Genotype data and polygenic phenotypes were simulated using the simulate and score commands in PLINK 1.9^{40}, with all other analyses performed in R 3.4.1.
Idiopathic pulmonary fibrosis
612 cases and 3366 controls previously genotyped in stage 1 by Allen et al.^{26} were used. Our secondary analysis is covered by the existing ethical approvals and informed consent reported for that study. Association with disease was adjusted for 10 principal components of ancestry but not for age or sex, allowing inclusion of 10 cases without data on age. Imputation was performed to the Haplotype Reference Consortium panel at the Michigan Imputation Server^{41}. We retained variants with imputation R^{2} of 0.5, minor allele frequency >0.5%, Hardy–Weinberg equilibrium P >10^{–6}, and at least five events for subjects with allele dosage >0.5. After harmonising the case/control and survival data, we analysed 7,983,997 variants.
We created LDpruned sets of SNPs using PLINK 1.9^{40} with R^{2} threshold of 0.1 within 250 SNP windows. To assess the effect of imputation quality on our procedure, we created separate pruned sets for SNPs with imputation R^{2} greater than 0.9, 0.98 and 0.99 in both incidence and survival GWAS. These sets contained 245,913, 154,095 and 140,092 SNPs, respectively, and the regression of survival log hazard ratios on incidence log odds ratios gave coefficients of 0.048, −0.022 and −0.025, respectively. We were surprised to observe the change in sign of the coefficient as imputation R^{2} increased from 0.9 to 0.98, because the coefficient should be the same regardless of which SNPs are used for its estimation. Imputation introduces genotyping errors that do not follow a classical measurement error model because allele dosage is bounded in \([0,2]\). Furthermore, standard imputation methods do not take phenotype into account. As a result, effect sizes for imputed SNPs are biased in ways that have not been well characterised. While such biases must be small for well imputed SNPs, and have not created problems for standard GWAS analyses, the effect seems sufficient to bias our index event adjustment unless R^{2} > 0.98 at least. Noting the compatibility between results for R^{2} > 0.98 and 0.99, we used pruned SNPs meeting imputation \(R^2 \, > \, 0.99\) in both incidence and survival GWAS in all further analyses.
Crohn’s disease
We downloaded summary statistics for incidence^{29} (5956 cases and 14,927 controls) and prognosis^{6} (2734 cases) from the internet and analysed 7,908,787 autosomal markers present in both datasets. Our reanalysis of these results is covered by the existing ethical approvals and informed consent reported for those studies. To estimate our regression adjustment we selected a set of 29,715 LDpruned SNPs, from a total of 1,370,154 SNPs with imputation \(R^2 \ge 0.99\) in both the Crohn’s disease susceptibility GWAS and our IPF survival GWAS. LD was estimated using the genotypes of our IPF survival GWAS which has similar UK ancestry to the Crohn’s disease prognosis GWAS. The pruned set is smaller than those for IPF because the Crohn’s susceptibility GWAS was imputed to the 1000 Genomes reference, which yields fewer SNPs with high imputation R^{2} values than the Haplotype Reference Consortium reference.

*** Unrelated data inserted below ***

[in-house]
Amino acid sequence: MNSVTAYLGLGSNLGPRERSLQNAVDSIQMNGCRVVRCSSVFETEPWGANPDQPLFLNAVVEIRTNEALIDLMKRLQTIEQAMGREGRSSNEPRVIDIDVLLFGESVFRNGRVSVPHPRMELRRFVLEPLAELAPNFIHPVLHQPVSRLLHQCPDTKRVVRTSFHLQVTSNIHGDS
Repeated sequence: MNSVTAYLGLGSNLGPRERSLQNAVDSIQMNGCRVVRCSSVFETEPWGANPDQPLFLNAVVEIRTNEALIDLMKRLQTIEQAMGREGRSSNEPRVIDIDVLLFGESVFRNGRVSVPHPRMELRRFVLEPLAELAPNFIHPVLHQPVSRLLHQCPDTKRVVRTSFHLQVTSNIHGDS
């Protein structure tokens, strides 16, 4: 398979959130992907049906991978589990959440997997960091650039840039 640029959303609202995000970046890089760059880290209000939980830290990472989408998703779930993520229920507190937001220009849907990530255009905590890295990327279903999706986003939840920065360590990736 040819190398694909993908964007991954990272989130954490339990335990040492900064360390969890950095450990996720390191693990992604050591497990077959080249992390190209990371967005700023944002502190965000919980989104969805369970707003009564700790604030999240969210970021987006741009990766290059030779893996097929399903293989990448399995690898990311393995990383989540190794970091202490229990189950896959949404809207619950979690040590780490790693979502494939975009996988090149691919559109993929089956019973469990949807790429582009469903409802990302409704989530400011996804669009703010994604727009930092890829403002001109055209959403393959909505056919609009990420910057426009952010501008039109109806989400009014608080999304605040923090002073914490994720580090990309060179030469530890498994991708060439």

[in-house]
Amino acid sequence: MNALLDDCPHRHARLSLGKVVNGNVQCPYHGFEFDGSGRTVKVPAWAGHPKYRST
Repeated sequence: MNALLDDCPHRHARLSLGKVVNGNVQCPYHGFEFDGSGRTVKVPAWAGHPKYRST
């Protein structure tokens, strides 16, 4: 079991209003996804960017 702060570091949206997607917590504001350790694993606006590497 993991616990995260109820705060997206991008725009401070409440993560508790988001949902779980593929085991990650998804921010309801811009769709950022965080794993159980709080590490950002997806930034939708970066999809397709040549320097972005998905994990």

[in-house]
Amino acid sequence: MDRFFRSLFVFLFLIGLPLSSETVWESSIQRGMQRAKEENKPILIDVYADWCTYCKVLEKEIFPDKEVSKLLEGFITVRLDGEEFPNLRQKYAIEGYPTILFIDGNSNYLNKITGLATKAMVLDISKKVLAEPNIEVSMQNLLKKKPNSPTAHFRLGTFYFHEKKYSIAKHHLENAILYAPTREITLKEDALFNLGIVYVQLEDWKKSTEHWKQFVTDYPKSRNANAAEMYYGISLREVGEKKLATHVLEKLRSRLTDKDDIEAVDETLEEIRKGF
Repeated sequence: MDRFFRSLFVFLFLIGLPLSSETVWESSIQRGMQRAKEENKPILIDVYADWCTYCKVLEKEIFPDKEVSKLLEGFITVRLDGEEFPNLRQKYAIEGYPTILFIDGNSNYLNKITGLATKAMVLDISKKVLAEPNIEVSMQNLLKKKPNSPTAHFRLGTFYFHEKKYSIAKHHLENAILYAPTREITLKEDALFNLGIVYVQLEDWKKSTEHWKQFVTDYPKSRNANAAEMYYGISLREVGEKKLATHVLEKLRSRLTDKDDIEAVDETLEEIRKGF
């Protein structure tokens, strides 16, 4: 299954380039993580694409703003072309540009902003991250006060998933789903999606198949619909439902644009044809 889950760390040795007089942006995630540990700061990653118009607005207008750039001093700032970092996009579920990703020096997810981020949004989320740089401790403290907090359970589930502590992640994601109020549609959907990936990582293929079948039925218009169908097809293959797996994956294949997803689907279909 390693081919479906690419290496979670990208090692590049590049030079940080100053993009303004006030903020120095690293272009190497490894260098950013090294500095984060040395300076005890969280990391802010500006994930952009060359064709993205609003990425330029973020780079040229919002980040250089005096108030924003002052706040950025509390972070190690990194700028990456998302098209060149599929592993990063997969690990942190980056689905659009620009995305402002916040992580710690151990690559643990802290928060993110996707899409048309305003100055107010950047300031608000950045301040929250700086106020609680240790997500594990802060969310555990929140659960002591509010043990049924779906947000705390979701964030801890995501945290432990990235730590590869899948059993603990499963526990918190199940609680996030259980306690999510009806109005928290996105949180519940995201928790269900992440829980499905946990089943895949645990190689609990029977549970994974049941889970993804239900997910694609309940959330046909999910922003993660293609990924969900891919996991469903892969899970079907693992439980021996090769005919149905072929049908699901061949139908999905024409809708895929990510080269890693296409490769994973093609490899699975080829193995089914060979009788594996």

Code availability
An open source R package implementing the methods proposed in this report is available from https://github.com/DudbridgeLab/indexevent. PLINK 1.9 is available from https://www.coggenomics.org/plink2/. R 3.4.1 is available from https://cran.rproject.org/bin/windows/base/old/3.4.1/.
Data availability
The IPF data that support the findings of this study are available from the corresponding author upon reasonable request. The Crohn’s disease susceptibility data that support the findings of this study are available from https://www.ibdgenetics.org/downloads.html. The Crohn’s disease prognosis data that support the findings of this study are available from ftp://ftp.sanger.ac.uk/pub/project/humgen/summary_statistics/human/20161012/CD_prognosis_GWA_results.csv.zip. All other data are available from the corresponding author upon reasonable request.
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Acknowledgements
Louise Wain holds a GSK/British Lung Foundation Chair in Respiratory Research. This article presents independent research funded partially by the UK National Institute for Health Research (NIHR). The views expressed are our own and not necessarily those of the NHS, the NIHR, or the UK Department of Health. Riyaz Patel is supported by a BHF Intermediate Clinical Research Fellowship (FS/14/76/30933).
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F.D. conceived the study, developed the methods, performed the analyses and wrote the paper. R.J.A. performed the analyses, interpreted the results and edited the paper. N.A.S. reviewed and edited the paper. A.F.S. reviewed and edited the paper. J.C.L. provided the data, interpreted the results, reviewed and edited the paper. R.G.J. provided the data, reviewed and edited the paper. L.V.W. provided the data, interpreted the results, reviewed and edited the paper. A.D.H. conceived the study, interpreted the results and reviewed the paper. R.S.P. conceived the study, reviewed and edited the paper.
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Dudbridge, F., Allen, R.J., Sheehan, N.A. et al. Adjustment for index event bias in genomewide association studies of subsequent events. Nat Commun 10, 1561 (2019). https://doi.org/10.1038/s4146701909381w
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DOI: https://doi.org/10.1038/s4146701909381w